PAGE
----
UTRECHT, The Netherlands – The elections of March 15 ushered in a revival of Christian democracy in the Netherlands. It is true that the ChristenUnie (CU) and Staatkundige Gereformeerde Partij (SGP), already small, did not advance in seat totals, holding only five and three seats respectively in the new parliament. But the Christen-Democratisch Appel (CDA) rose from 13 seats to 19, becoming the third largest party of the country. Overall, the Christian parties increased their share from about 14 to nearly 19 percent of the total vote. More important, the CDA was almost immediately recognized as an indispensable party in the anticipated coalition, ideologically close as it was to the largest party, the conservative liberal party of Prime Minister Mark Rutte. Even if that attempt at such a coalition should fail, the Christian Democrats would be needed to create a coalition of the left-wing parties, a prospect that the leader of the CDA, Sybrand Haarsma Buma, has until now rejected. Moreover, it is possible that the CU might join the coalition, if talks between the Christian Democrats and the liberal parties with the Green Left party, another big winner in the election, fail. In contrast to the elections of 2012, one or two Christian parties are key to forming a government, and even the SGP might play a role in supporting the new coalition if the parliamentary majority seems too small.
In Dutch coalition politics, it is extremely difficult to know ahead of time which parts of the various party platforms will be implemented and which ones will be sacrificed in the horse-trading. What seems likely is that with the CDA in the government is that the effort by the liberals to introduce far-reaching “completed life” legislation, which pledges to help those who consider their lives as fulfilled to end their lives, will be made more difficult if not impossible. The CDA would do this by either committing the liberals to not pursue such legislation or making it a “free” issue not introduced by the government but left open to parliament. A more family-friendly tax structure might result from this coalition too. Also, legislation further secularizing the state through eliminating “by the grace of God” from all royally-signed laws would likely slow or be stopped. A government by the CDA would likely look kindly on Christian schools – still teaching two-thirds of Dutch primary school children – and possibly also the public broadcasting system, which includes Christian associations. In all these senses, Christians with traditional concerns may feel some reason for optimism.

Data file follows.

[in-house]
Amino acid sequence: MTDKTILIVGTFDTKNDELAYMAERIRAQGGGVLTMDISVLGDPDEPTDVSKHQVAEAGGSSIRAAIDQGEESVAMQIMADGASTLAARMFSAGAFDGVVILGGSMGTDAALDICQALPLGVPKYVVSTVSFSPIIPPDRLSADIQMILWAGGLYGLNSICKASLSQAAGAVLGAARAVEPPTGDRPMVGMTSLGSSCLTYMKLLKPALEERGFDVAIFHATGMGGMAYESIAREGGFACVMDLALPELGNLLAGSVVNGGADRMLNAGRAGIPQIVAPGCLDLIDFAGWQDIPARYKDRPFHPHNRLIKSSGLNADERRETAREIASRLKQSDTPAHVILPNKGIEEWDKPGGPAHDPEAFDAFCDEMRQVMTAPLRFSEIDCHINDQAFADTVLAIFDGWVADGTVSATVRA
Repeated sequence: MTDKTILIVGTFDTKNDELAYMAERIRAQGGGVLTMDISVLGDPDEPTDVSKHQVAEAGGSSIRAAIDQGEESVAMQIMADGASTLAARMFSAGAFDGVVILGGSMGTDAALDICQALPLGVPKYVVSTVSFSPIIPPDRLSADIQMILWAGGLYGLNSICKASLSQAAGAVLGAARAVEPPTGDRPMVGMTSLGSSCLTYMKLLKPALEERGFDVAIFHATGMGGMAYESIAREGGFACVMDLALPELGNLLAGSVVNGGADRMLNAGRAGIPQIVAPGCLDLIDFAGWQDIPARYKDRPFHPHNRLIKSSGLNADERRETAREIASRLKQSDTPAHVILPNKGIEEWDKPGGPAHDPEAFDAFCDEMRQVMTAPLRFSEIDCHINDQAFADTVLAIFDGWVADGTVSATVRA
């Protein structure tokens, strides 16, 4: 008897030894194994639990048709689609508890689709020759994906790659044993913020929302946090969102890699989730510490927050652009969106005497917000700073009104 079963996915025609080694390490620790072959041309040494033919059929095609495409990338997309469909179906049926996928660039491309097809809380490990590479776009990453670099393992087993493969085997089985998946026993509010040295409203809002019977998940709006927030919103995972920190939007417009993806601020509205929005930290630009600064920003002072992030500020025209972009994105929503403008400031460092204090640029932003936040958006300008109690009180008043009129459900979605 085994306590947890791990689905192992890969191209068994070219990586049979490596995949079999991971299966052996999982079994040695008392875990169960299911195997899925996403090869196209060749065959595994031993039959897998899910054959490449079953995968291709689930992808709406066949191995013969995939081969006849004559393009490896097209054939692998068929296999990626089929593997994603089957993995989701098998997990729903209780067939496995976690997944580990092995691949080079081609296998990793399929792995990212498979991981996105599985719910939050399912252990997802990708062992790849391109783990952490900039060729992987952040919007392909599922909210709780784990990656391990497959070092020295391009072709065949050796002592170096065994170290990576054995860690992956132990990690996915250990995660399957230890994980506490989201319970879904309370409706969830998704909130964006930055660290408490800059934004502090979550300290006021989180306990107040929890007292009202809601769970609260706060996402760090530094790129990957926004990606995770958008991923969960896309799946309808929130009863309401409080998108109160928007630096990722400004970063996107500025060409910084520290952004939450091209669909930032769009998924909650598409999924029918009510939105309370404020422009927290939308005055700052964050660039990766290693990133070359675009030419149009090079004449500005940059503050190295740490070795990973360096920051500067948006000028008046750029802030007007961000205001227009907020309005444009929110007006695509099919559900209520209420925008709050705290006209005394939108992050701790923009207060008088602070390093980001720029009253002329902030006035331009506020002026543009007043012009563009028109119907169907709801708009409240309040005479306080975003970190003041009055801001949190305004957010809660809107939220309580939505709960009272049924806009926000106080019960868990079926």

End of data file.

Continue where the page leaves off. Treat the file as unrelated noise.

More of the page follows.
The new Christian Democracy
I would argue, though, that there is as much cause for concern as any relief in this victory for the Christian Democrats. The CDA in its party program made almost no references to the Christianity that ostensibly continues to inspire it. This is because they concluded that the number of churched voters was both too small and too politically divided to merit attention, and that a more nostalgic appeal to Dutch nationalism would be more successful. Taking a strong stance against immigration, singing the Dutch national anthem the Wilhelmus at schools, and forbidding the holding of more than one passport now became the warp and woof of the Christian Democratic agenda. Traditional themes of the stewardship of creation, social solidarity or support for a pluralistic society that allows for minority beliefs were now hardly to be discovered in the new Christian Democracy. It illustrates that parties purporting to stand for Christian values in a society that have become increasingly unchurched are sometimes tempted to become narrowly tribal and ungenerous in their ethos, much more so than when they were led by people of deeper Christian conviction.
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